Yes, there’s more older housing stock likely to still have lead paint in those neighborhoods, and yes, because of lack lf new development, the soil in those neighborhoods may still contain lead gasoline fallout. But it’s more than just coincidence that, in 2017, these two predominantly minority communities still have the highest blood lead levels in their children of any Zip Codes in North Texas.
Lead is an insidious poison. It not only harms you physically with organ damage on many fronts, it also handicaps a person emotionally and intellectually. We know even low levels of lead exposures cause learning disabilities and anti-social behavior from the very beginning of life. There is now substantial evidence to believe lead exposure is directly tied to your chances of engaging in criminal behavior, that is, the more you’re exposed to lead, the more likely it is you’ll commit a crime. The explosive crime wave of the 1960’s – 80s, along with the subsequent dramatic drop, tracks almost precisely with the peaks and decline in lead exposure among residents in urban America over that same period.
In creating lead pollution zones in minority neighborhoods around its smelters, Dallas condemned its black and brown residents to more than just physical hardships –they reshaped the entire culture and destiny of those communities. They made the children in these neighborhoods less likely to be able to learn and more likely to be arrested. What were interpreted as a pejorative cultural stereotypes by the White Establishment, were in fact the result of large-scale industrial poisoning by the White Establishment. Proximity to lead meant less options, less choices – because you started out with less, because the lead had robbed you of your potential even before you knew you had it. Once taken, it can never be given back. What kind of reparations can pay for that?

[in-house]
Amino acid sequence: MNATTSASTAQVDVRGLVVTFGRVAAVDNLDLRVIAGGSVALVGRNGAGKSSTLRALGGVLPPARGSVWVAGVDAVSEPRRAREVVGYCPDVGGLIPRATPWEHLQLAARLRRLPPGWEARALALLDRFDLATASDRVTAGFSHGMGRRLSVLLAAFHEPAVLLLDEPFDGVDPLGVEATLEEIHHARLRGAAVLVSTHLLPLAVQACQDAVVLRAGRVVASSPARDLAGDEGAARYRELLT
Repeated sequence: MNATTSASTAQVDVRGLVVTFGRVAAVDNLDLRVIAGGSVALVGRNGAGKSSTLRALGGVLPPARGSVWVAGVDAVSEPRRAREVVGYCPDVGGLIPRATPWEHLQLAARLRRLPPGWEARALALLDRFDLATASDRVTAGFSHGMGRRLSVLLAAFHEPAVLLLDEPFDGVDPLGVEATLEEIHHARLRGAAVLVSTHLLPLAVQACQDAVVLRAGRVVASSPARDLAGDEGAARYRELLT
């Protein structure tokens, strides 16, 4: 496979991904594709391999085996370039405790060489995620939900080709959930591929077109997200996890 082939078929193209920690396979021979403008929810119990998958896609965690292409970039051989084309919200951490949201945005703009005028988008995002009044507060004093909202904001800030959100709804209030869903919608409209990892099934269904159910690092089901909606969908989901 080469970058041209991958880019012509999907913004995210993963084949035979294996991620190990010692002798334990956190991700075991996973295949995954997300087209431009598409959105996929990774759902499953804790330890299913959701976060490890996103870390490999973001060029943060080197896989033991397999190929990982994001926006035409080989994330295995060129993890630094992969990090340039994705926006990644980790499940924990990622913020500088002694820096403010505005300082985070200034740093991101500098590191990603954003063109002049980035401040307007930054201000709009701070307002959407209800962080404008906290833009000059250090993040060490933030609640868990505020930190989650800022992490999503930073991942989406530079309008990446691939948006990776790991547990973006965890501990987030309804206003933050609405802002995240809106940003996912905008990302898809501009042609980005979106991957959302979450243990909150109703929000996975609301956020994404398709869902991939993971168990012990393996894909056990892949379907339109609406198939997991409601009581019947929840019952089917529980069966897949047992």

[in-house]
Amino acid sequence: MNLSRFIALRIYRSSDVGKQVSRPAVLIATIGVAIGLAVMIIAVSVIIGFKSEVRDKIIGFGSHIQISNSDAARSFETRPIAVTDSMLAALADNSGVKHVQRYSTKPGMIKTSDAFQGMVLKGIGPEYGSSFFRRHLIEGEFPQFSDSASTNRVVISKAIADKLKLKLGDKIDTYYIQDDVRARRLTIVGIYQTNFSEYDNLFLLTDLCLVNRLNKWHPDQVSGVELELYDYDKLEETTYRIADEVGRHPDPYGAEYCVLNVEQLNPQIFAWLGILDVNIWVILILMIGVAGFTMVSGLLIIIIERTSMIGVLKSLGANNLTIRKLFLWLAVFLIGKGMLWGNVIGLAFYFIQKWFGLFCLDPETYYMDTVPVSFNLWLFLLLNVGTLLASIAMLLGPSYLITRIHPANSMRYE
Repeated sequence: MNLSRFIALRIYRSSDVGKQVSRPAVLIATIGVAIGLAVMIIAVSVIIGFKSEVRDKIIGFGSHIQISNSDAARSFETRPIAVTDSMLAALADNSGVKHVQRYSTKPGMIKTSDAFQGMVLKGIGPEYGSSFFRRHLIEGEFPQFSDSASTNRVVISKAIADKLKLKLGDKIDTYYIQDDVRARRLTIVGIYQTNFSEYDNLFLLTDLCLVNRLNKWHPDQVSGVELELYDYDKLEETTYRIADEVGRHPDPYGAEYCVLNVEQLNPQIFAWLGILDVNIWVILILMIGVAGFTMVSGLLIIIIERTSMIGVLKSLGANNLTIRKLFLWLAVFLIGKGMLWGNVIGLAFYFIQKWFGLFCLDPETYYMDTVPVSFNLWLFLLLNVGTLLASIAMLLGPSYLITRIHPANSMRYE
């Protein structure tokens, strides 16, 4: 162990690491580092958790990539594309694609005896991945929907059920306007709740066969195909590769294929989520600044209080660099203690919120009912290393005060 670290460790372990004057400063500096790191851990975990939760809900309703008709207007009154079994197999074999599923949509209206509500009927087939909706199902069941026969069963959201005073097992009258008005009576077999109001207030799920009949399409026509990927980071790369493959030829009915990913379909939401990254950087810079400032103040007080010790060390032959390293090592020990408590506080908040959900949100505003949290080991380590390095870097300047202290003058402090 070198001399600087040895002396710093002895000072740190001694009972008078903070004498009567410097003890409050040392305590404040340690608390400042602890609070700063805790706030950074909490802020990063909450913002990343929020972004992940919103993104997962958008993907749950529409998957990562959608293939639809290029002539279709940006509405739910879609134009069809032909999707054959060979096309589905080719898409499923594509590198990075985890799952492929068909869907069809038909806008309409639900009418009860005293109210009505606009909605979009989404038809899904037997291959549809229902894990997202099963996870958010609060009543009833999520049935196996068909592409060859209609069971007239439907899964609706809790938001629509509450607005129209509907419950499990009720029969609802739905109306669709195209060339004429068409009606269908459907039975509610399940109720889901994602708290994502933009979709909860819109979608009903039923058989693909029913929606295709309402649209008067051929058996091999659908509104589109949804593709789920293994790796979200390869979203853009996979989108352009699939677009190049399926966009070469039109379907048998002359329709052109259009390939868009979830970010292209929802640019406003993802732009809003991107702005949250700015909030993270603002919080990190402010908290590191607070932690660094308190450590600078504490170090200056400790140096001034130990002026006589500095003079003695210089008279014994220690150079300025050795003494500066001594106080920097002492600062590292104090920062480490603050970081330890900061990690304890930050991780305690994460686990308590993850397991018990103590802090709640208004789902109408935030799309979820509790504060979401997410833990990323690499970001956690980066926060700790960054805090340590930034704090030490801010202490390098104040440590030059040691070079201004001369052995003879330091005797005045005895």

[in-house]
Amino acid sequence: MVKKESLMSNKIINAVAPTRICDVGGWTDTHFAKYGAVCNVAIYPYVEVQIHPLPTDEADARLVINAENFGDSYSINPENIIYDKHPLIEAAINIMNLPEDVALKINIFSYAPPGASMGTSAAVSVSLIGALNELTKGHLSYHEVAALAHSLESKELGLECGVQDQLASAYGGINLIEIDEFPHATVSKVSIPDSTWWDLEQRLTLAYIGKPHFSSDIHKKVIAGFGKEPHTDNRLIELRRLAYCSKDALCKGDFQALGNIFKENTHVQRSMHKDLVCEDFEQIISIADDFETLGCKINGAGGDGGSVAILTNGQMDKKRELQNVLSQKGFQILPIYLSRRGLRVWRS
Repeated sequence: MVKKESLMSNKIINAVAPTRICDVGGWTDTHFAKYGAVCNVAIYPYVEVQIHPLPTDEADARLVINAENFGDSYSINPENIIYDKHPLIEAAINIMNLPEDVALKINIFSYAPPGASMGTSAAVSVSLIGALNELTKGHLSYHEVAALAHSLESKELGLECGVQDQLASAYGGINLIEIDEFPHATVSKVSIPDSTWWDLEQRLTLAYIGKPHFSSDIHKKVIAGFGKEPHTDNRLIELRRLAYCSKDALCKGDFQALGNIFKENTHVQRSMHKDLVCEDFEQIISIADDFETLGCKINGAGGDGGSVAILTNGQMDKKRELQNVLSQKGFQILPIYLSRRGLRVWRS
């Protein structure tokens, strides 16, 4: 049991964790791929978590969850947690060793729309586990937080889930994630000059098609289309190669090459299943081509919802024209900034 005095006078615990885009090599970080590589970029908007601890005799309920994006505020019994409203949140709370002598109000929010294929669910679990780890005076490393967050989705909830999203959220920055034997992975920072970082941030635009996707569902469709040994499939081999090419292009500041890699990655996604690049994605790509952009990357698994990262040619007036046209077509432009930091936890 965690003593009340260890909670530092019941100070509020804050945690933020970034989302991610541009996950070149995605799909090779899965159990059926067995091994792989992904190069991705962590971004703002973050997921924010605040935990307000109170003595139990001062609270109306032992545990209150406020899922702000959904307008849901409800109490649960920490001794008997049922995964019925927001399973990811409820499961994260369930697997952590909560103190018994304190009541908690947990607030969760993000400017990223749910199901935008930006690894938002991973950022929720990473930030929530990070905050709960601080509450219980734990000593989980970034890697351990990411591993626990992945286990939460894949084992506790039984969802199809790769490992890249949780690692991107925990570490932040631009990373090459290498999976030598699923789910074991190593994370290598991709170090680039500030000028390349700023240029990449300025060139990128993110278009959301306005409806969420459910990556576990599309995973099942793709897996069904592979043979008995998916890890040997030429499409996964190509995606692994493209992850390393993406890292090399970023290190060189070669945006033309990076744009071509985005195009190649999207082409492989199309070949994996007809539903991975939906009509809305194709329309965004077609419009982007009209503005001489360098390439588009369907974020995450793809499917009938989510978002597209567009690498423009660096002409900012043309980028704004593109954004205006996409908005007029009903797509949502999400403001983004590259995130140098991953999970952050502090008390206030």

But this is a preventable fate. We can clean-up lead. We can take it out of the community. Out of the paint. Out of the soil. We can stop the stealing of souls by doing good old-fashioned remedial physical cleaning. It just takes the political power to bring that cleaning to West Dallas and Cadillac Heights.
This is one more reason why the visit of Flint activists Melissa Mays and Nayyirah Shariff is important. These women took it upon themselves to do their own testing, and then use those tests to organize a plan to quit being poisoned. The ways lead can reach inside of you are different in Flint than Dallas, but the result is the same. They have some valuable lessons about how to put the status quo on its heels. This is their first Texas trip. Come out and hear from two hardcore environmental justice advocates.
Recognizing its Black and Brown residents are up to six times more at risk of having high lead levels, Dallas should be more committed to getting the lead out. Failure to do so is just one more legacy of the institutional racism that still scars the city on MLK Day 2017. But it’s a failure that can be remedied.